What can we learn about Social Determinants of Health (SDoH) from health risk assessment data? It’s a question that my colleague, Dr. Brittany U. Carter, Health and Research Director at Wellsource, discussed recently in the live webinar, “Social Determinants of Health: Insights from Health Risk Assessment Data,” hosted by the National Wellness Institute.
I had the chance to listen in and field questions during Brittany’s presentation, and was so excited by the engagement from the audience and the way our industry is working to better understand Social Determinants of Health. In this post, I’ll provide a quick recap and some of my key takeaways from the webinar. But first, what are SDoH?
Social determinants of health are the conditions in which people are born, grow, live, work, and age. These conditions are used to explain health disparities, or preventable differences in health outcomes experienced by socially disadvantaged groups, recognizing that a person’s social and economic conditions have an impact on their health. In fact, it’s been shown that an individuals’ health and wellbeing are largely influenced by social determinants of health—as much as 70%.
One of my favorite moments from the webinar was an illustrative example of how a person’s context – where they live, their access to food, their income, education, and social support – can all impact their long-term health. Here’s a short clip from the webinar:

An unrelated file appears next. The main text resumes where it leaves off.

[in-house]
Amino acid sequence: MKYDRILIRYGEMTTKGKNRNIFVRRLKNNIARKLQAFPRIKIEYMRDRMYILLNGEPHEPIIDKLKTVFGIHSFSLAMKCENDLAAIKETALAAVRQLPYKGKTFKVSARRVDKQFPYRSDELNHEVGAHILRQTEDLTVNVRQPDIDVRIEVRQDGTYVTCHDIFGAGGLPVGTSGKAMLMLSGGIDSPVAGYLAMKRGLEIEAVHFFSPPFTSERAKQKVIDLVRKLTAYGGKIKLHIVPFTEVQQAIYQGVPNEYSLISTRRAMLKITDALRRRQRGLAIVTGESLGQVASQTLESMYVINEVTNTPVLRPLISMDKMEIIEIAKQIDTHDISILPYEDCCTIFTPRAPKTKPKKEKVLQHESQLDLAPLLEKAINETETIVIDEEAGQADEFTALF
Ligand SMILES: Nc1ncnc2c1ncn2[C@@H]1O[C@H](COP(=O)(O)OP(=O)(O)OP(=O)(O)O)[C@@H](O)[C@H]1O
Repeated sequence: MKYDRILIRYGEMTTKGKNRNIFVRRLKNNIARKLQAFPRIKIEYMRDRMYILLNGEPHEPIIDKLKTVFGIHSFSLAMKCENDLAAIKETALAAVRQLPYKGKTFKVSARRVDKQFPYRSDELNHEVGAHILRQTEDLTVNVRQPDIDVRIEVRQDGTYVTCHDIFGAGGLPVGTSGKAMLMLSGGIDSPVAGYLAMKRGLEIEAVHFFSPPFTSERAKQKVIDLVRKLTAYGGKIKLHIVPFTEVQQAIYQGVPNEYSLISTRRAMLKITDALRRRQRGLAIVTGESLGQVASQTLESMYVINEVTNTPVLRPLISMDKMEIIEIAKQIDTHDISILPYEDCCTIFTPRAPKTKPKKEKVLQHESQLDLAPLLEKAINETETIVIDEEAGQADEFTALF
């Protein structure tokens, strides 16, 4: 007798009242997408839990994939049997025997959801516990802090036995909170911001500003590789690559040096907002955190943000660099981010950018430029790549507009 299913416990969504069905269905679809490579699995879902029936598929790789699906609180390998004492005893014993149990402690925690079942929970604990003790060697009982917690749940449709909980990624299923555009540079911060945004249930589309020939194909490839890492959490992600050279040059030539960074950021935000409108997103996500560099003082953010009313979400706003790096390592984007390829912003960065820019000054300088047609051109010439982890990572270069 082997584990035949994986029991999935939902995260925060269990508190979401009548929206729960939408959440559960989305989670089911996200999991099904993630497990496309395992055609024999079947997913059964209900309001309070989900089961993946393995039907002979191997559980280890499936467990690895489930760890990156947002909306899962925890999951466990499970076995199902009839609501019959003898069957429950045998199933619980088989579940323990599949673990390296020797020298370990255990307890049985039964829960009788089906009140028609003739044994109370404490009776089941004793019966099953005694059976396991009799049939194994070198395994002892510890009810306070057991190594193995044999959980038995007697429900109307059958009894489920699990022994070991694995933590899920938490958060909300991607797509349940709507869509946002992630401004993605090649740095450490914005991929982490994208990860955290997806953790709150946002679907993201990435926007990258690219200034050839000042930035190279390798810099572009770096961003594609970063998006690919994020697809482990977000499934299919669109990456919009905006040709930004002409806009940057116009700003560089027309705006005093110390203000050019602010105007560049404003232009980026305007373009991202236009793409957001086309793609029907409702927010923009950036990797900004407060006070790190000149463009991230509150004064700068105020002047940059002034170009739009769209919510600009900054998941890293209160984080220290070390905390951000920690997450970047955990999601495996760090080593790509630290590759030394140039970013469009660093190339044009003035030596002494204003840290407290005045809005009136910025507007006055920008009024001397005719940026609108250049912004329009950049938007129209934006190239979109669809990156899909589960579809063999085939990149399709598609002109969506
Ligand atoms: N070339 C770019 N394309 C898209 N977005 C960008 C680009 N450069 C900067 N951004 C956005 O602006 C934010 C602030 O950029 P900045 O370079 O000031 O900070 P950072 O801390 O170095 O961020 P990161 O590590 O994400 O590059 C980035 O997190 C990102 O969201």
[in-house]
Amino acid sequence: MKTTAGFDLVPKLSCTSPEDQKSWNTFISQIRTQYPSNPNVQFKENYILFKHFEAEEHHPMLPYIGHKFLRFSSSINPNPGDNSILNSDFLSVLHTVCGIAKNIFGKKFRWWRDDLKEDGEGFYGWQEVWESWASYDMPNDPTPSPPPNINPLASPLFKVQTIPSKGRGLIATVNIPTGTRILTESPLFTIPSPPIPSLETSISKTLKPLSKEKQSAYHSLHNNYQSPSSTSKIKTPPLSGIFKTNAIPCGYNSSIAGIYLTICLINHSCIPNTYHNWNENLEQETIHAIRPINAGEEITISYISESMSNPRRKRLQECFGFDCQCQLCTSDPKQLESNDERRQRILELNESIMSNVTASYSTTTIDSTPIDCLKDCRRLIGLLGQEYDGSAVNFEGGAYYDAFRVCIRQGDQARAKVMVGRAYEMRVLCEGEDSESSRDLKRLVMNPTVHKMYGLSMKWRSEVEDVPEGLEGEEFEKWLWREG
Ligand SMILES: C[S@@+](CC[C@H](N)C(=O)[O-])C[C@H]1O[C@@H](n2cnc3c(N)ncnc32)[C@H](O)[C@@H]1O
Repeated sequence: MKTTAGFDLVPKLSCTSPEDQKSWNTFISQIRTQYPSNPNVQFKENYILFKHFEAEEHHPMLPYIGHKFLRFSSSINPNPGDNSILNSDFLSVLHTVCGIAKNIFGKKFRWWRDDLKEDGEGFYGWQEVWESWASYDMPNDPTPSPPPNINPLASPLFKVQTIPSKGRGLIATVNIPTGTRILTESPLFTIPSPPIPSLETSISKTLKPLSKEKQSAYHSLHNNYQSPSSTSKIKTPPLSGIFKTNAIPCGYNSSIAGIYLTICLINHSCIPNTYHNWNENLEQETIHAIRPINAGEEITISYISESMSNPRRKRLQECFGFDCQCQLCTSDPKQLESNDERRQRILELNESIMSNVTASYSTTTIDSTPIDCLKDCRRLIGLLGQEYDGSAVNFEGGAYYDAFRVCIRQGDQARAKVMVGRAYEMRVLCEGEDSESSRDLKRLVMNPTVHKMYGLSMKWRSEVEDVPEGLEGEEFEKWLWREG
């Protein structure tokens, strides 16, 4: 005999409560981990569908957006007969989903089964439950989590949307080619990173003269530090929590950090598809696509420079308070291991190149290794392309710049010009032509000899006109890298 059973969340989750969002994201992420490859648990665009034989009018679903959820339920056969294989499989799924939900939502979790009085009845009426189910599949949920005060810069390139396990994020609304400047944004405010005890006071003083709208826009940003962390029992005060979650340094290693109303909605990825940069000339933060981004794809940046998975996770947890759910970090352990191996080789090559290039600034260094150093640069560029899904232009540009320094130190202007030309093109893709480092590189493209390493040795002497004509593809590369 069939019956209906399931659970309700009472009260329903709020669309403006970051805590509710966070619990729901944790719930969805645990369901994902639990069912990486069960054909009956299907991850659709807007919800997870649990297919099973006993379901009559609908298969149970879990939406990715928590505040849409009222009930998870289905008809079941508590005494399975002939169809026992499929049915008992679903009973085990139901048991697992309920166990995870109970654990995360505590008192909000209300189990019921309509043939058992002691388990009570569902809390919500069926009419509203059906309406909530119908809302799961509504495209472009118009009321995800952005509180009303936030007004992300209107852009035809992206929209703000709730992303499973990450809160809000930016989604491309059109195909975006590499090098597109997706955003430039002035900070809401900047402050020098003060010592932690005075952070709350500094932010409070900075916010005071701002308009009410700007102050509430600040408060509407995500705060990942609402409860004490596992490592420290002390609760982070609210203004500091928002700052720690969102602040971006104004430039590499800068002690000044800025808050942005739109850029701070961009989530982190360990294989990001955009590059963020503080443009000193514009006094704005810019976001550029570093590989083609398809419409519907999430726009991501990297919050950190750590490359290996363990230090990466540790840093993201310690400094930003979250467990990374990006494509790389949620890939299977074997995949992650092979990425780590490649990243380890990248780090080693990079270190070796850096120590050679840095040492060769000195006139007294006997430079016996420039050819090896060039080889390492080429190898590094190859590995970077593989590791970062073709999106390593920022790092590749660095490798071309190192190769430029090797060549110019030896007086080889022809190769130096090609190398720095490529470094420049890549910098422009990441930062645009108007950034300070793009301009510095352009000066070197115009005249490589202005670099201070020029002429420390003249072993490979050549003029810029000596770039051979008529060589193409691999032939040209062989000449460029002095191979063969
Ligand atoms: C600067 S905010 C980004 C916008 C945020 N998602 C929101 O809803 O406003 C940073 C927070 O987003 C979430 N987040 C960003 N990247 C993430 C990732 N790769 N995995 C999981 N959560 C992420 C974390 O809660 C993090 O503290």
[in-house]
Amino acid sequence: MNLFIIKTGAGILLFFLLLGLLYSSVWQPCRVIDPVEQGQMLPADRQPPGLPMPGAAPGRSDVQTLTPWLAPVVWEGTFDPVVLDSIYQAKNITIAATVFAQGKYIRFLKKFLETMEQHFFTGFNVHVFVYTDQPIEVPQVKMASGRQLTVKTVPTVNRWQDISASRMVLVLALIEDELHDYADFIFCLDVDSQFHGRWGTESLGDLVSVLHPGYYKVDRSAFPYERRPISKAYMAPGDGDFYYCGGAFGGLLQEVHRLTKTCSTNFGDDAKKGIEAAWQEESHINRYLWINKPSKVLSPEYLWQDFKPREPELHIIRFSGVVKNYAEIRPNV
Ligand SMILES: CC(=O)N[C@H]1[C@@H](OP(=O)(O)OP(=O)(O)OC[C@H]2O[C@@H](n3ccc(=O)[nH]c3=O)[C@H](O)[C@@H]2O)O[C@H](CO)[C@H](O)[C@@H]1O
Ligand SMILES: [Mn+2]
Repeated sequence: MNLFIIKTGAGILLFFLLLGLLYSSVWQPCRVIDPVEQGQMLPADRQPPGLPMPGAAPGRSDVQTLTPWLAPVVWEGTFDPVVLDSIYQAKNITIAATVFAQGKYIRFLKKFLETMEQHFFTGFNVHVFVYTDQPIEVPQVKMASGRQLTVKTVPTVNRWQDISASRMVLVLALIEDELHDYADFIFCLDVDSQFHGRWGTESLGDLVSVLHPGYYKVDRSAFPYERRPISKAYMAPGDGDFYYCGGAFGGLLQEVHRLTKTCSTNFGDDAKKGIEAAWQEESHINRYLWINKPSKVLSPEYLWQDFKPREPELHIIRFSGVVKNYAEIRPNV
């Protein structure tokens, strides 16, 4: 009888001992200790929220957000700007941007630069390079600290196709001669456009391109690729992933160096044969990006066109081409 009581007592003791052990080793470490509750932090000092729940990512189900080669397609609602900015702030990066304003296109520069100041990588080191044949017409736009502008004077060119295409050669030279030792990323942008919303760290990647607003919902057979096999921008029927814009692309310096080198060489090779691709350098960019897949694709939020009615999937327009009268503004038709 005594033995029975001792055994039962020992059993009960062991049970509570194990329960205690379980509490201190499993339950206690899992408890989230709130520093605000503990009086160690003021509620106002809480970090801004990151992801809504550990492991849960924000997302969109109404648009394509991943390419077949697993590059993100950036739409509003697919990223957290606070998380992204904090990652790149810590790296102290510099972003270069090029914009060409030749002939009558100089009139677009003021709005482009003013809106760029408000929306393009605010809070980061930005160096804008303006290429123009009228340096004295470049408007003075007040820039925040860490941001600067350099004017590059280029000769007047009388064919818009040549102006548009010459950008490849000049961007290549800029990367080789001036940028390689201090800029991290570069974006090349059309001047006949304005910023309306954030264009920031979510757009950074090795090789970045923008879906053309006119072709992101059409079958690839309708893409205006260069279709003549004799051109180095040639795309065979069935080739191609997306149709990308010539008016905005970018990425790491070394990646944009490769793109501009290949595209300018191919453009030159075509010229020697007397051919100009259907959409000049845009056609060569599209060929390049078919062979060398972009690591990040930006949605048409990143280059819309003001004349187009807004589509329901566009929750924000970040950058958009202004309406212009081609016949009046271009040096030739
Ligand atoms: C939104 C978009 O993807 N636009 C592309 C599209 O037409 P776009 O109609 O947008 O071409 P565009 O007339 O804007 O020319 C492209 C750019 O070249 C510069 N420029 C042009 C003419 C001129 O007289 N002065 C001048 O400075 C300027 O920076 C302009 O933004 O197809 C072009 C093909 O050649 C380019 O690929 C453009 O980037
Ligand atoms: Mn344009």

What I like about this breakdown of SDoH is the way it illustrates how layered and complex health and wellness can be. It shows how recognizing a few factors about a person’s life – say, a person’s social support, or the air quality in their city – can give you an idea of health risks a person is facing.
In a way, this illustration is also heartening. It means that making a few small changes can cause lasting changes in a person’s health for the better! And isn’t that the ultimate goal for all of us as population health professionals?
But how do we capture this information, and how do we ensure that it’s accurate? The answer all lies within the data. Here are three of my takeaways from the webinar on you can ensure you’re capturing SDoH data to inform your population health interventions.
- There is value in analyzing your data for both direct and indirect insights into a person’s health. Indirect inferences gathered by a quality HRA are informed by direct evidence and valuable to gaining that full picture of total wellbeing.
- Any strategy that addresses SDoH has to start and end with the data. A data-driven framework to address social determinants of health centers on getting a full picture of your population’s health, deploying programs that are personalized and targeted, and collecting follow up data to measure success and improve.
- Personalized approaches to wellness programs depend on a wide dataset, and the quality of that dataset is crucial. As shared in the webinar by Erica Morgenstern, Chief Communications Officer at Welltok, understanding the full picture of a person’s wellness can mean drawing from multiple data sources, such as claims data, census data, and self-reported, consumer data. Using technology to help you gather, analyze, and make informed decisions is key to improvement population health.
Interested in learning more about this topic? View the webinar recording here, or download the Wellsource Annual Data Report, “Getting the Full Picture of Wellness: HRA Data and SDoH”.